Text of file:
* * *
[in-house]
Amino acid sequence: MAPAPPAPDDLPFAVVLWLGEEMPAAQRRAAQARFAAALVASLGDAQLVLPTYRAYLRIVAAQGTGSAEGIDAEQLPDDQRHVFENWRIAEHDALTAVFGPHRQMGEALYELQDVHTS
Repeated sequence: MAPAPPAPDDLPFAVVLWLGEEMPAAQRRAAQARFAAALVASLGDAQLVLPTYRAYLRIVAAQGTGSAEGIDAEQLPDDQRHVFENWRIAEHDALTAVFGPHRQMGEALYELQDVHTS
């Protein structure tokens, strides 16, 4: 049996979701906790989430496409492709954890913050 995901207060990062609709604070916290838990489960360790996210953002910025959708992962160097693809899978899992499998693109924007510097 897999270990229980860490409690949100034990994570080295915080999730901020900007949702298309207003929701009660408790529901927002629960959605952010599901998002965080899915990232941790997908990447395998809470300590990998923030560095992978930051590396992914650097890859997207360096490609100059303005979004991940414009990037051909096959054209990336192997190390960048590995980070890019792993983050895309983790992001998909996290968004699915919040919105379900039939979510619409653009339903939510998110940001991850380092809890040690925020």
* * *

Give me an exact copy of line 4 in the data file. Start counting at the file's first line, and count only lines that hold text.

């Protein structure tokens, strides 16, 4: 049996979701906790989430496409492709954890913050 995901207060990062609709604070916290838990489960360790996210953002910025959708992962160097693809899978899992499998693109924007510097 897999270990229980860490409690949100034990994570080295915080999730901020900007949702298309207003929701009660408790529901927002629960959605952010599901998002965080899915990232941790997908990447395998809470300590990998923030560095992978930051590396992914650097890859997207360096490609100059303005979004991940414009990037051909096959054209990336192997190390960048590995980070890019792993983050895309983790992001998909996290968004699915919040919105379900039939979510619409653009339903939510998110940001991850380092809890040690925020």